About twelve years ago Lake Erie was at a very high level and had to be lowered so the Welland Canal increased the water flow around the locks for ten months which did not effect shipping, but in the Montreal section of Seaway they had to stop shipping for ten hours a day for ten months two days a week because of the increased water flow ships could not navigate.
    When you see the water level drop one foot over night is because of storm wind blowing the water to the west end of Lake Ontario which will last for one or two days.
    As Lake Erie is a shallow lake I have seen marinas in Buffalo with no water as the wind is blowing down the lake. There were many days this past year when ships had to go to anchor in Lake Erie as there was no enough water.
    https://www.google.ca/search?q=seic...v&ved=0ahUKEwiH7JyW6qTSAhXh7YMKHXY8CWwQsAQIIA
  13. 30West

    30West Member

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    My boat draws about the same as yours, and I'll not intentionally go into water I think is 5' deep. If your props are a foot off the bottom, they are pulling things off the bottom, like nets and lines and things that can cause problems. A foot-tall obstruction isn't unlikely, an old log or rock or rusty barrel. I don't know what to say about those pesky ten-foot wakes!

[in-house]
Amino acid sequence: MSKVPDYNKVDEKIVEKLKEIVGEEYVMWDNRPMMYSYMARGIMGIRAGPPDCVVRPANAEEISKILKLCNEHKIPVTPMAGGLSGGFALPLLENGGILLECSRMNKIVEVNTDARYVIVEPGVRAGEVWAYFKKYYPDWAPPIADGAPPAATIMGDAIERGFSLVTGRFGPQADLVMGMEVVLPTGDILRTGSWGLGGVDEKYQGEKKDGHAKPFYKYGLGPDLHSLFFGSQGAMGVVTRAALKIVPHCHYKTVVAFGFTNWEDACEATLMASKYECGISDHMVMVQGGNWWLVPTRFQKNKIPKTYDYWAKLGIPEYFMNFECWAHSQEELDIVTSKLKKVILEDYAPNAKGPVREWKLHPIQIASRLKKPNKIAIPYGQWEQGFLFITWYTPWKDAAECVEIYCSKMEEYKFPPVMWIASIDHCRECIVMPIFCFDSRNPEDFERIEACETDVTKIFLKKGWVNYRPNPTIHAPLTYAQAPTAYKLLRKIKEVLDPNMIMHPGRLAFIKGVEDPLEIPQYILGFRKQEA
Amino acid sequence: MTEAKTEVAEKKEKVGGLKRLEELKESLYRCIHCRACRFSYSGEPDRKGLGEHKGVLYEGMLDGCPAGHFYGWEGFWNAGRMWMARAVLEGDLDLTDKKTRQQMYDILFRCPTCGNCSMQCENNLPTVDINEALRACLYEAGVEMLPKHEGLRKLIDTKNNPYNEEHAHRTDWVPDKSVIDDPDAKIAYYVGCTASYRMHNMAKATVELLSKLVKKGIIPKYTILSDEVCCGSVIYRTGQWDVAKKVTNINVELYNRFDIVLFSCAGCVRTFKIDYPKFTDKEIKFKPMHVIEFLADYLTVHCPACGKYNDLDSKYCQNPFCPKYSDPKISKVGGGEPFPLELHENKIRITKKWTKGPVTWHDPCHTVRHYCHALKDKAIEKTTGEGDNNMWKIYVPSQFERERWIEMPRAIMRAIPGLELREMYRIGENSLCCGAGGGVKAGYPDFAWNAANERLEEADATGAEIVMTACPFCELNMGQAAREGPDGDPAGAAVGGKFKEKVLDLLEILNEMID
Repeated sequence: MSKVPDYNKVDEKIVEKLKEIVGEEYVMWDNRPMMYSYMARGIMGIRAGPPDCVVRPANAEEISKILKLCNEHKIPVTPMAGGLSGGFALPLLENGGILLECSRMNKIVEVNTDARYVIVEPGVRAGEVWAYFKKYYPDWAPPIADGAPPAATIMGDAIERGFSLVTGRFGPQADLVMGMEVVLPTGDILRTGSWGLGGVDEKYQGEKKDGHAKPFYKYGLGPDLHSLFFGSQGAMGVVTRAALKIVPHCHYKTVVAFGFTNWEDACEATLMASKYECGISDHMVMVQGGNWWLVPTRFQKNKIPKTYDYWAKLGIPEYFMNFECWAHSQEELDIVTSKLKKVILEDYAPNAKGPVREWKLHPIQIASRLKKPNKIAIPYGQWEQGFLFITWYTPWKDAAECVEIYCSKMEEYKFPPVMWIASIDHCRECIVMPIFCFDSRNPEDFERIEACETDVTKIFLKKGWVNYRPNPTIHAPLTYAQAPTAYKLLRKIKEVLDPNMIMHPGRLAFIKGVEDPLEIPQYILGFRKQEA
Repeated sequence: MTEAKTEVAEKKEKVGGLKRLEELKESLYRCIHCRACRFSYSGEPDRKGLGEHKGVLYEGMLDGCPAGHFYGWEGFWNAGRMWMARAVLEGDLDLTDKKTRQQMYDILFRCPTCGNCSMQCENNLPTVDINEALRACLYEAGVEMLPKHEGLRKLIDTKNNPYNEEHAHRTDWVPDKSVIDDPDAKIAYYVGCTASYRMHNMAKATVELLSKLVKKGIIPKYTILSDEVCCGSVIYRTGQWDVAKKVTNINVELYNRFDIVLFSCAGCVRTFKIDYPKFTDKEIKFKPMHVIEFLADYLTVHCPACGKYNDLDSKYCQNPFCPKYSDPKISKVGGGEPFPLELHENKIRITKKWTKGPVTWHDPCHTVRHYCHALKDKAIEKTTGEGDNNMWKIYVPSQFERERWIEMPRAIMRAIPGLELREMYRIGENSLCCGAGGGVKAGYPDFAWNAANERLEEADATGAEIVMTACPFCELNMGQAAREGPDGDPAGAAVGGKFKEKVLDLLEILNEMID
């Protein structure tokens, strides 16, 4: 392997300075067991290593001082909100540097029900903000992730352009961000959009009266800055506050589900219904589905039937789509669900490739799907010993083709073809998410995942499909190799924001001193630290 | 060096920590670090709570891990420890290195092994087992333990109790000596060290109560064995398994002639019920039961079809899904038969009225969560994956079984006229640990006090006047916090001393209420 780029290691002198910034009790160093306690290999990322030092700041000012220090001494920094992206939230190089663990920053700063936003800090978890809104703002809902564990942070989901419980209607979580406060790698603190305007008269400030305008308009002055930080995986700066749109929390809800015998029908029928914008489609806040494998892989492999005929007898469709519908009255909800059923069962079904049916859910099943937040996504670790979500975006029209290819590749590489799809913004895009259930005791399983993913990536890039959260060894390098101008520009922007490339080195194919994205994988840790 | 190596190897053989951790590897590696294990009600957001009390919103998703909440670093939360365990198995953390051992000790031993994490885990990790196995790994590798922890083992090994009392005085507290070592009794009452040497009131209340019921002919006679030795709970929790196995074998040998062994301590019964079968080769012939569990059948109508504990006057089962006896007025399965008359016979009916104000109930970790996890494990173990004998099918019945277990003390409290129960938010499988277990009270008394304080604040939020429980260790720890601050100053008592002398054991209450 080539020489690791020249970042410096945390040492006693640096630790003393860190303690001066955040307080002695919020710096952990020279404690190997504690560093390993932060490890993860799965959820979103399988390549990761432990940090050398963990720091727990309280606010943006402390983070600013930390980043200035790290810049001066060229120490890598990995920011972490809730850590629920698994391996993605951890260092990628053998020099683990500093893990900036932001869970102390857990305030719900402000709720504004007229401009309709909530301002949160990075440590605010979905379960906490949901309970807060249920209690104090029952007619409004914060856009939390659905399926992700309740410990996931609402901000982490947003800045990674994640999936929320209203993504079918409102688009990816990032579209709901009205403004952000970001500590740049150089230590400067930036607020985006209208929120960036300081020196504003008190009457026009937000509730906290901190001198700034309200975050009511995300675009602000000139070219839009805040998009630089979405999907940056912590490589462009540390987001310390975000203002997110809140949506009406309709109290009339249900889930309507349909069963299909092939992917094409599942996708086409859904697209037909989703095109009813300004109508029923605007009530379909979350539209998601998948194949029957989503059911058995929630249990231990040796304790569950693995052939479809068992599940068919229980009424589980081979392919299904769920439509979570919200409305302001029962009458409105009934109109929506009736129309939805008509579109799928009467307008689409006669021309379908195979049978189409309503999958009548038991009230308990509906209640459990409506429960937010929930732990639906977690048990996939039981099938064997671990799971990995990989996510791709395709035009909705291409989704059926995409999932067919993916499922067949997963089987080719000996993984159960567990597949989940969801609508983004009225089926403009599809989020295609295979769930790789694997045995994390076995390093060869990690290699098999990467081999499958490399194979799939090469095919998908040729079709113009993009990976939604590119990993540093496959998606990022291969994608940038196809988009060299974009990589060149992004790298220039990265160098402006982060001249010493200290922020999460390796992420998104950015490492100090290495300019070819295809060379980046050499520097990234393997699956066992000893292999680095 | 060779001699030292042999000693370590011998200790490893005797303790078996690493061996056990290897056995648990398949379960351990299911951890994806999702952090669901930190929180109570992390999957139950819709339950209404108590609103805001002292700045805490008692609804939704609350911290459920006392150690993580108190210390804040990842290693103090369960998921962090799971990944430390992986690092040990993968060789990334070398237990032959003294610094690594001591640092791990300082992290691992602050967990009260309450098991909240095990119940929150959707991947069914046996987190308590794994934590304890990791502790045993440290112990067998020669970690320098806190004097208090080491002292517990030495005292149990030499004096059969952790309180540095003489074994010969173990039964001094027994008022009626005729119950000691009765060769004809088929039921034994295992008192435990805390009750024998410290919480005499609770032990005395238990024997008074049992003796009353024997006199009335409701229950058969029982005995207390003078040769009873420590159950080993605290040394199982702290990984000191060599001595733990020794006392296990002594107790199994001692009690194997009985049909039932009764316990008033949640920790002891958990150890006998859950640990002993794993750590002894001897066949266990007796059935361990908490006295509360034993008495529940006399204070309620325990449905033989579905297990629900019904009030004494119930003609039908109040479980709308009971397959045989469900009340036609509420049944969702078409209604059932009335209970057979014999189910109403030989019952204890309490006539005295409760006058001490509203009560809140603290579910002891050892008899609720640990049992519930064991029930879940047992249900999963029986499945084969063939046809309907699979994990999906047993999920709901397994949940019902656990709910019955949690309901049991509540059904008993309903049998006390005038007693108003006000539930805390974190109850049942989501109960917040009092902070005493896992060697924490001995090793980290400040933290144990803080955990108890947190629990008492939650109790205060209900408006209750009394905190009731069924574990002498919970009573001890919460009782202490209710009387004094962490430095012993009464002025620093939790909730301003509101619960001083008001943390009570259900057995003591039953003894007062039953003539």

Adjust your steering nut, and you will have fewer prop strikes.
  14. 1000 islands

    1000 islands Member

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    Your statement of levels might be true regarding the Welland Canal, but the Seaway does not use locks to alter water depths, they use the dams and the one at Iroquois is the one that affects the 1000 Islands the most. And when they adjust the flow it doesn't take log to change the levels up or down in a matter of days.
  15. 1000 islands

    1000 islands Member

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    There are many sources that advise water levels, but only at the area they measure. As an example, the water level at Gananoque can be 6-8" different than at the 1000 Islands bridge and that's only a distance of about 30 miles or 50 kilometres.